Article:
At the start of Shabbos (the Sabbath), women light candles before sunset. Candle lighting is of utmost importance; it officially marks the beginning of the Sabbath. Candles are lit early to avoid missing the start of Shabbos by lighting too late and breaking Shabbos by lighting flame, and also to literally light the family as daylight lingers and then dies. It is a liminal time: the sun has not yet set, so it is not yet actually Shabbos, but it is no longer the week, the secular time. The moment the sun dips below the horizon is the moment the new day actually starts, but that moment is easy to miss, so candles are lit early to be safe. Men are not at home for candle lighting, but safely ensconced in prayer in the synagogue. It is purely the domain of wives in the home, and it is one of the most important and enduring Jewish rituals.

Women told me that lighting Shabbos candles is a woman’s right, and by doing so, as well as by baking challah and other preparations, women actually make the Sabbath. Women’s duty to make the transition, and fill the transitional space between secular and holy, is a source of empowerment for them.

It would be quite easy to make the mistake that Chasidic people perceive God as male, as many modern Christian ideologies do. However, both men and women were swift to tell me that God is referred to by a feminine word just as often as a male word in the Torah. On a daily basis, when referring to God, Chasidic women simply use the Hebrew word Hashem, literally meaning ‘the name.’ The words used to name Hashem in Torah and other sources indicate the aspect of Hashem that is being manifested at that time and in that place. However, Hashem is considered a constant male and female presence in the world, and both aspects are therefore also present in all people.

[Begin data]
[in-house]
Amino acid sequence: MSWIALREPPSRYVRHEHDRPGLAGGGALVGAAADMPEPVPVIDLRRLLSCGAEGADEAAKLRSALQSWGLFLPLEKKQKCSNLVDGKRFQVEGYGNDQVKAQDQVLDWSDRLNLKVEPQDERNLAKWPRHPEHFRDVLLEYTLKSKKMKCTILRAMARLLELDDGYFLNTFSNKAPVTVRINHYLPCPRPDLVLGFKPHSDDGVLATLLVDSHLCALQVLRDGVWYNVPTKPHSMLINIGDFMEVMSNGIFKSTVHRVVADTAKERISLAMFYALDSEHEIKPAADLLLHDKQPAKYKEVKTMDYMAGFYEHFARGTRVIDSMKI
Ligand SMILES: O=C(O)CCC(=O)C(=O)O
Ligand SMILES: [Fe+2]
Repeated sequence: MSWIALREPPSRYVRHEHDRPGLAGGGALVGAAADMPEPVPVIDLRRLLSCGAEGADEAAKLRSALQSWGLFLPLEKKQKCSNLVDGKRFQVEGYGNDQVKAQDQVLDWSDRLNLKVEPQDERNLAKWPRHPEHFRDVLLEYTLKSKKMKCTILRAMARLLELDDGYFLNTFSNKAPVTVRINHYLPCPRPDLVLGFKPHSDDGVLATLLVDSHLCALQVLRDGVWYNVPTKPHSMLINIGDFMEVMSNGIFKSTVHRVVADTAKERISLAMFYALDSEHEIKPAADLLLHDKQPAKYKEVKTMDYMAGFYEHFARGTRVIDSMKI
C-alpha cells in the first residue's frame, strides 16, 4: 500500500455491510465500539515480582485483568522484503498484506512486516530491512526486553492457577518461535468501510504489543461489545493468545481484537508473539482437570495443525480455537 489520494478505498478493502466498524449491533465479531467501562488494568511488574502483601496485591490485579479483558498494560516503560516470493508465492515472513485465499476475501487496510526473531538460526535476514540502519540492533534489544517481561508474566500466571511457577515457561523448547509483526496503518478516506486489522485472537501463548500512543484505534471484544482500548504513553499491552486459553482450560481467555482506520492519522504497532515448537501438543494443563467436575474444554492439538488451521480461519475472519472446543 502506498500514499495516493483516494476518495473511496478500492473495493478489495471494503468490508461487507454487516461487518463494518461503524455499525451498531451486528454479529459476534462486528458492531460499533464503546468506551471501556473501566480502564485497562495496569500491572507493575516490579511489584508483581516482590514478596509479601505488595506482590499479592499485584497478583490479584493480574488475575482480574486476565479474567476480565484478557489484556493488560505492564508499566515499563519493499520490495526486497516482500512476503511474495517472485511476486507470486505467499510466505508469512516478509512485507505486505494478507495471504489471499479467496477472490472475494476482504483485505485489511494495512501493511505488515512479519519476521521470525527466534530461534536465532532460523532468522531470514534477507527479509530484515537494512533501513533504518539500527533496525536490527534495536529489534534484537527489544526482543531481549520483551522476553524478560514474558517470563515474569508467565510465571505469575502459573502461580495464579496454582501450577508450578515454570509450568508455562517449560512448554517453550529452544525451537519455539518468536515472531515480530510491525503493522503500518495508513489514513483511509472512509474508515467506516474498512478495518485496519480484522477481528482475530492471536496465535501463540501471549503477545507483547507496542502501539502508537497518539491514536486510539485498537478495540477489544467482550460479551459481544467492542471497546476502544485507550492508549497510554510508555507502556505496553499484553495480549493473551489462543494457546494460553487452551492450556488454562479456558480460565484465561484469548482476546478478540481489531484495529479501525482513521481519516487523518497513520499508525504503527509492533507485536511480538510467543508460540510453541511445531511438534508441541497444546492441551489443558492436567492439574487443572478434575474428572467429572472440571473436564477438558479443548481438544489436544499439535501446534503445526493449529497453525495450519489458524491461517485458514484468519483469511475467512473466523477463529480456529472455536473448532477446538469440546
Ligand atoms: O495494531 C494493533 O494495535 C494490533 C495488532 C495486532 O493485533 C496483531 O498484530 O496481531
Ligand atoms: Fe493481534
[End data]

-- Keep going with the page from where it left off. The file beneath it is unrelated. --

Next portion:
On Friday night, as Shabbos begins, Hashem is referred to as the shechinah. Shechinah comes from the Hebrew root ‘shechin’, meaning ‘to dwell,’ and the letter hay at the end, which makes the word feminine. Therefore, on Friday night, God is referred to as the female indwelling. God is also referred to as ‘the Shabbos Queen.’ The importance of Hashem as shechinah is twofold: it is a recognition of feminine power on Friday night, and it is recognised as the presence of God within all women. The idea in chasidus (Chasidic thought) that the feminine is more of an internal power is very much connected to the indwelling of God being a feminine presence. Just as females, as internal beings, fill males, so Hashem fills humans as the shechinah on Shabbos night.